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Fashion etailer Net-a-porter released an app for the iPad last week, which is an interactive version of the magazine, with video content and links to purchase items direct from its pages. 

It's an interesting alternative to simply providing a larger version of its mobile commerce app for the device, but how well does it work? 

Net-a-porter.com app


The magazine can be viewed in either standard or landscape mode, though i couldn't swipe to change the pages in standard mode, so the app worked better viewed in landscape. 

Menu options at the foot of each page allow you to skip back to the front page, contents page, email links to products, or review your shopping bag or wishlist: 

The beauty of using the iPad for magazine style formats is that, instead of images, you can use video so in the shot above, the catwalk models all move so you can see the clothes from all angles. 

There are also video features contained with the pages of the app: 

Product links

One of the major advantages of such iPad apps, is that it has the potential to merge some of the best features of both catalogues and websites.

The kind of glossy lifestyle displays which can work well in catalogues don't always translate to the internet well, but the iPad provides an alternative, while still retaining the interactivity of the web. 

So, having looked at a feature or display in the iPad app, readers/users can simply click on the items they are interested in, and see more details. Users can click anywhere on product photos to see more details, though this could perhaps be made clearer. 

Users can then click on the item to open up the product page and see full details of price, available sizes, plus a range of product photos. The iPad can also be rotated to see full screen images of products:

Checkout process

Users can add products as they go along, and access the shopping basket via the link at the bottom of the page.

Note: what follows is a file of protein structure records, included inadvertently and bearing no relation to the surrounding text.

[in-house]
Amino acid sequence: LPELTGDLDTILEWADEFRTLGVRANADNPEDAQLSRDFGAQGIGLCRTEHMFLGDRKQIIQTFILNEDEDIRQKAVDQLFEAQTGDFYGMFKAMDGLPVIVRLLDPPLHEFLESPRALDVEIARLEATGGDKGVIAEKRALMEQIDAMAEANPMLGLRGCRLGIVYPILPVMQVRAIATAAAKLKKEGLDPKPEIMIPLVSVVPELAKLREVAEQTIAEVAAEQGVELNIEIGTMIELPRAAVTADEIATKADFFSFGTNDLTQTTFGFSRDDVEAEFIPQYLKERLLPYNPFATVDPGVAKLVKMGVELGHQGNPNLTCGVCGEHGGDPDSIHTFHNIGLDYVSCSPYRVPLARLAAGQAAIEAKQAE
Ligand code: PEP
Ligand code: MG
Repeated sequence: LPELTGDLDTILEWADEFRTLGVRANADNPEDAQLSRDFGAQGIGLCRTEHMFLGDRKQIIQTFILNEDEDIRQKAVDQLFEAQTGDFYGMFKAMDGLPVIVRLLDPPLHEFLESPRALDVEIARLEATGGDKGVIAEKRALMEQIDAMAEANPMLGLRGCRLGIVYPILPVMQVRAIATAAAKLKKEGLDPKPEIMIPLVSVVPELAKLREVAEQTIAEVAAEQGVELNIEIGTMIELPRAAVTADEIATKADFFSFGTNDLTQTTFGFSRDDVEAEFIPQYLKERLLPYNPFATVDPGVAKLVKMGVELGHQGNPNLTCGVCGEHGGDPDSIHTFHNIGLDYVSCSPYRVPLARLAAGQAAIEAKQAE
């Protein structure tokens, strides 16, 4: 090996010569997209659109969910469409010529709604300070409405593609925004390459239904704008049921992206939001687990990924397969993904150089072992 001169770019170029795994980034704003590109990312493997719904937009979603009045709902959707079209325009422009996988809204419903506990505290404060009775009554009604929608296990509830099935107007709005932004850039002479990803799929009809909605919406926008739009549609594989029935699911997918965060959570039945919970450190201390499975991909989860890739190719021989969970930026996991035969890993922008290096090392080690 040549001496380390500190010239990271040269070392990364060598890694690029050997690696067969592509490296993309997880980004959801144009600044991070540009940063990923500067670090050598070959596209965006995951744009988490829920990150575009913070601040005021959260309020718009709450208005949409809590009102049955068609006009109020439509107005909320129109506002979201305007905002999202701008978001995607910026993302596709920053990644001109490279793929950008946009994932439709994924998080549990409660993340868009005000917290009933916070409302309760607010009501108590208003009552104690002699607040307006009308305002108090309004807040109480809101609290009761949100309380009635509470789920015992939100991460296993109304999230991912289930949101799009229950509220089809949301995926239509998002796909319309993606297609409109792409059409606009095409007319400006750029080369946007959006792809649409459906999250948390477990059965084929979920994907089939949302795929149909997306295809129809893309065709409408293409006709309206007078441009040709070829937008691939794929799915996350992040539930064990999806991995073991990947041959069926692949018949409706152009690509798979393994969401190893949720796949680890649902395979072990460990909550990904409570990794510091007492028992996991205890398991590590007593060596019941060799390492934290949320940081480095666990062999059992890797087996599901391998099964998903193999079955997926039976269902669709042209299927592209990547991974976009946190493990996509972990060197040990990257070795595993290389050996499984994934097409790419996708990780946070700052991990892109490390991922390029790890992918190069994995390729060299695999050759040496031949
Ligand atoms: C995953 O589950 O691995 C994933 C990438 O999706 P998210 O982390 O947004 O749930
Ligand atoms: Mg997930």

One important point is that the app doesn't send users elsewhere to complete their purchases, reducing the amount of friction for users, and allowing them to easily head back to the magazine, where they may buy more, once they have been through the checkout. 

Unlike the Net-a-porter iPhone app, there is less need to shrink and adapt the checkout process for the iPad, so all product and price information, as well as links can be viewed clearly: 

Sensibly, registration before purchase is optional, with just an email address required, while the checkout has been enclosed, unlike the desktop version of the process. 

Forms are easy enough to fill in, and information on packaging choices, delivery charges, and payment methods is clear and easy to find. Like the main website, I think the calls to action buttons, and those leading users to the next step of the checkout process could stand out more. 


The Net-a-porter iPad magazine app works very well, looks good, and provides an excellent user experiences for shoppers. 

It will be interesting to see how well this format works on the iPad, because it provides a meeting point between the catalogue/magazine format, and the web, and crucially, it allows users to act immediately if they see something they want, reducing the time between seeing an item in a magazine and actually buying it. 

Graham Charlton

Published 29 July, 2010 by Graham Charlton

Graham Charlton is the former Editor-in-Chief at Econsultancy. Follow him on Twitter or connect via Linkedin or Google+

2565 more posts from this author

Comments (1)

Mike Essex

Mike Essex, Marketing & Comms Manager at Petrofac

I wonder what digital brochure publishers such as Yudu and Mag Tank think of the ease in which online stores seem to be having making their own apps. Before the iPad they pretty much owned the market for online turn page literature but with these built in shopping functions it seems daft not to make your own solution. If an online retailer with no magazine experience can make something as nice as the above there is a major threat to traditional digital brochure publishers.

about 6 years ago

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